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Last Updated: Tuesday, 26 July, 2005, 10:56 GMT 11:56 UK
Lamping stepfather admits killing
Byron Evans
Byron died from a single .22 rifle bullet
A Devon man has admitted the manslaughter of his 13-year-old stepson during a night-time "lamping" fox-hunt.

Byron Evans, 13, was shot while taking part in the expedition at Lower Cholwell Farm, Harberton, south Devon, on 11 September last year.

His stepfather, Philip Rowe, 50, pleaded guilty at Exeter Crown Court to his manslaughter by gross negligence.

Mr Justice Steel granted Rowe, of Stafford Lane, Colyford, bail and adjourned the case for sentencing.

He will be missed not only by his immediate family but also by countless friends
Debra Rowe

Lamping involves hunters shining bright lights to locate and identify their prey. Police suggested at the time that Byron may have been mistaken for a fox.

Byron, a boarder at Trinity School in Teignmouth, died in hospital in Exeter after being hit by a single .22 rifle bullet.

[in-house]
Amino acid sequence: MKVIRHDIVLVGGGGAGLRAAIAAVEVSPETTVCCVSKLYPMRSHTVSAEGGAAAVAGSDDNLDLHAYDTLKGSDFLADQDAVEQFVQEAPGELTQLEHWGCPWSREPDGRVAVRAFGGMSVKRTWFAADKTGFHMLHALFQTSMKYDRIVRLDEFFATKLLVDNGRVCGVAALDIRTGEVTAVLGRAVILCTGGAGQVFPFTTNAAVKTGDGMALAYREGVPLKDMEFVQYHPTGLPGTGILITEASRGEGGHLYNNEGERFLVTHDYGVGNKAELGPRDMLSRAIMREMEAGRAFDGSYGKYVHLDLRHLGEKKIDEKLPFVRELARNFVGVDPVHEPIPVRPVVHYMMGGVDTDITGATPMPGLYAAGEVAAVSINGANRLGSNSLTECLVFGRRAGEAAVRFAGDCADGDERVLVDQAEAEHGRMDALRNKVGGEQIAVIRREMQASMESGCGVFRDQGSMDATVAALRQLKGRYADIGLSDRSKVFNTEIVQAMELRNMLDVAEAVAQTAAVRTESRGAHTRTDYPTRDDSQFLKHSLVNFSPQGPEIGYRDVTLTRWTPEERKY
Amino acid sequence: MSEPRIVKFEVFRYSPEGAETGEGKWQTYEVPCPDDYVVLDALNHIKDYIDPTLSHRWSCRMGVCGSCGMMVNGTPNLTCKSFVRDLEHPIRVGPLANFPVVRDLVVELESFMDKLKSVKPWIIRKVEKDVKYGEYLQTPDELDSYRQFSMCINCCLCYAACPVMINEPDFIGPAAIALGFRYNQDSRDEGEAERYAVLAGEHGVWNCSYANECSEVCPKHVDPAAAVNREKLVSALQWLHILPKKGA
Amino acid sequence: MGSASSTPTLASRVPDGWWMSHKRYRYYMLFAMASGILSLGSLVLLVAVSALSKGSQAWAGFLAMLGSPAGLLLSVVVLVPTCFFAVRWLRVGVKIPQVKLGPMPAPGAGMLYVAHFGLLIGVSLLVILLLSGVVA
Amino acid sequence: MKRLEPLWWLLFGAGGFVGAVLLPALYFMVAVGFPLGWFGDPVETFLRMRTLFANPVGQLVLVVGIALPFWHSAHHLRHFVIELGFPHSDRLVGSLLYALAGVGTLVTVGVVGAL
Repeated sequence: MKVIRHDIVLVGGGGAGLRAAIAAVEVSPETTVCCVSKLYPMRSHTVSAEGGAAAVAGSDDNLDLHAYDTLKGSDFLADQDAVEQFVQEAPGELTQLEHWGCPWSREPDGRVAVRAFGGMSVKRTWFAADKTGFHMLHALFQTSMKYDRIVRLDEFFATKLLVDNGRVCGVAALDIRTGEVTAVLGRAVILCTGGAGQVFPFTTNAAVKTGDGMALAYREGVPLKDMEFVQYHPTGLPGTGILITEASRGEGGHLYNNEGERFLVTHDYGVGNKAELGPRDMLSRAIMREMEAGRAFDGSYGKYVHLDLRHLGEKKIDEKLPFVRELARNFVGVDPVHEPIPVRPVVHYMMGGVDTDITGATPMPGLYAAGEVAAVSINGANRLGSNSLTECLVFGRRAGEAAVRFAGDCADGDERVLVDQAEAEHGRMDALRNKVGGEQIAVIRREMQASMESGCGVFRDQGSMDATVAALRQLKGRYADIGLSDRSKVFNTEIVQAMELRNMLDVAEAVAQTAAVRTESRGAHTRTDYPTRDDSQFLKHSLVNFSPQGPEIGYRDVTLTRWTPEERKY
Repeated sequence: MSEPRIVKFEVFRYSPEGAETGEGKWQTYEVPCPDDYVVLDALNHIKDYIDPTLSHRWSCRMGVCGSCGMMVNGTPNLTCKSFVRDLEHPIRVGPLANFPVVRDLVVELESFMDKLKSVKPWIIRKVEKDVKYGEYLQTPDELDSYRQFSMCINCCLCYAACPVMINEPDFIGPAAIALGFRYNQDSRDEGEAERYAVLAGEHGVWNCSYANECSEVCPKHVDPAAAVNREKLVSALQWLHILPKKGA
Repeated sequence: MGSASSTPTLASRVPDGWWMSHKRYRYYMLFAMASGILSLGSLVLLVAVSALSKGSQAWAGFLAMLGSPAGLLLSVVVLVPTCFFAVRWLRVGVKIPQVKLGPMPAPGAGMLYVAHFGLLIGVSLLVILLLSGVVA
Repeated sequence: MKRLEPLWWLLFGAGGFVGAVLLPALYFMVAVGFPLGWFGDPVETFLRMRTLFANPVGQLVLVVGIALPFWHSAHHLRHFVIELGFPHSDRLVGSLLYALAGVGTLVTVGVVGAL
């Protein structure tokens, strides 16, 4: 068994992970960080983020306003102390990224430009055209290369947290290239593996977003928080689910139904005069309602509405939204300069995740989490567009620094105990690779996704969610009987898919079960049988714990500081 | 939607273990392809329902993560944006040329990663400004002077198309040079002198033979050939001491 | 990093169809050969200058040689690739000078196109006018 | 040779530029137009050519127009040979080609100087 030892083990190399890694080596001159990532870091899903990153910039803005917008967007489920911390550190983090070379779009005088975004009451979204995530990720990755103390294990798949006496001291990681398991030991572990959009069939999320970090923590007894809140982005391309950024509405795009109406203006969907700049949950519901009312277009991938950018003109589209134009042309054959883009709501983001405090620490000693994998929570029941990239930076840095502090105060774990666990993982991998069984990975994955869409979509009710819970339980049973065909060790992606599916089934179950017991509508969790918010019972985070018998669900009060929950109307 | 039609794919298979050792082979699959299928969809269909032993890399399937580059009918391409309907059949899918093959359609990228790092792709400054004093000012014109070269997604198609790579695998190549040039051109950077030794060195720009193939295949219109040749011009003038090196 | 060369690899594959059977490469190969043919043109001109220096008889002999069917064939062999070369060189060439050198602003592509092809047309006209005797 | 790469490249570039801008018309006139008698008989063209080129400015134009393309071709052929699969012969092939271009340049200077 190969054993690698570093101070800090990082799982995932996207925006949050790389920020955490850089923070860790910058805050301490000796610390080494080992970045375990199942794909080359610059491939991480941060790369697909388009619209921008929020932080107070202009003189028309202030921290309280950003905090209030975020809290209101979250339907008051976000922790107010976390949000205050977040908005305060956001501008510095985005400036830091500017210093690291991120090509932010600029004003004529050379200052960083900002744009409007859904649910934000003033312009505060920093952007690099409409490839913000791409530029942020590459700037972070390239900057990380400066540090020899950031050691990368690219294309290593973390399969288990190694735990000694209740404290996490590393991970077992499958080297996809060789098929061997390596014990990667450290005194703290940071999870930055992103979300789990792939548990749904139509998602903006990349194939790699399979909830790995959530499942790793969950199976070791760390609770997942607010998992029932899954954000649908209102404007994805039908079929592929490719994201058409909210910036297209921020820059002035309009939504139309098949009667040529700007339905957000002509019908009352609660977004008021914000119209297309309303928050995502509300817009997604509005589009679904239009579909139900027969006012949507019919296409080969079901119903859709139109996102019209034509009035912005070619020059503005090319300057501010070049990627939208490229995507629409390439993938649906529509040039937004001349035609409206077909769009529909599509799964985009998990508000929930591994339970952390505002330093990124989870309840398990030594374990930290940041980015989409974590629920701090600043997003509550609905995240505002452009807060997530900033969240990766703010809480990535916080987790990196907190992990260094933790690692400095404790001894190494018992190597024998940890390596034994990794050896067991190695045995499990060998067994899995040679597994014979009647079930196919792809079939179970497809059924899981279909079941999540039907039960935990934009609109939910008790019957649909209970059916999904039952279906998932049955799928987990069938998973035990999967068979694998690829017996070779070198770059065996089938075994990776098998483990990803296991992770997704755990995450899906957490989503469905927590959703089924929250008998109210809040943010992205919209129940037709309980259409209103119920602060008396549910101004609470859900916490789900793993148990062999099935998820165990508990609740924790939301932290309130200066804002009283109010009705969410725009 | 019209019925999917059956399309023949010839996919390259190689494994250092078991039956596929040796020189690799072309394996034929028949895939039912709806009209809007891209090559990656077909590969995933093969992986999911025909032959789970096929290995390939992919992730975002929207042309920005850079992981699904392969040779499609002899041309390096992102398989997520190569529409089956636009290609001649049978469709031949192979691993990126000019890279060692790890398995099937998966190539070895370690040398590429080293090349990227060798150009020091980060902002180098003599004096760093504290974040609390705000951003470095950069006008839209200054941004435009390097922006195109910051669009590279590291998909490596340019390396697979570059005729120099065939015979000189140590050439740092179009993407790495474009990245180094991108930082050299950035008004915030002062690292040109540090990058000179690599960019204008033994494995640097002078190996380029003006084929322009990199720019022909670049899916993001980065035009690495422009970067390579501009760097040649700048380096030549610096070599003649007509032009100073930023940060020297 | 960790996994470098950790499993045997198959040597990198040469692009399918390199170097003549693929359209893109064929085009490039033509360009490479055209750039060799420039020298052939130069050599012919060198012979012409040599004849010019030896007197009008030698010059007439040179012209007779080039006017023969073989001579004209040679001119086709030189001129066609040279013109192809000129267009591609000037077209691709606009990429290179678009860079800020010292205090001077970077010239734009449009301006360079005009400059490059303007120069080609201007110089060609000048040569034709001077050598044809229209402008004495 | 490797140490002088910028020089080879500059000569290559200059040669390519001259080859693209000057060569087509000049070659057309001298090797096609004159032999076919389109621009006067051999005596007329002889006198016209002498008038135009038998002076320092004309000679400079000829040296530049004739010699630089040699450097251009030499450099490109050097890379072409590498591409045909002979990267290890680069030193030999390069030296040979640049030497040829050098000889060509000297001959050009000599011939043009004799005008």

The charge to which Rowe pleaded guilty said he owed a duty to those engaged in a night-time shooting party to take reasonable care that a high-powered rifle was operated safely.

The charge said in breach of that duty he failed to carry out a reconnaissance of the land and failed to give a safety briefing to the party.

He also allowed the party of five to be split up in darkness and allowed Byron to be separated from him, and to remain with two other young men who had no experience of night shooting.

Defence counsel, Paul Dunkels QC, said the gross negligence accepted by the defendant was the act of pulling the trigger without having identified the target with sufficient certainty.

Members of Byron's family were in court to watch the hearing.

'Vivacious pupil'

His natural father, Royal Marine Warrant Officer Wayne Evans, based at the Commando Training Centre, Lympstone, east Devon, and his mother Debra Rowe both paid tributes to their son after his death.

In a statement, Mrs Rowe said her son was "never happier" than when he was enjoying outdoor activities.

She said: "He will be missed not only by his immediate family but also by countless friends and mates."

Rob Williams, Byron's former headmaster at St Peter's School in Lympstone described him as a "popular and vivacious" pupil.

Rowe's sentencing was adjourned until 2 September.


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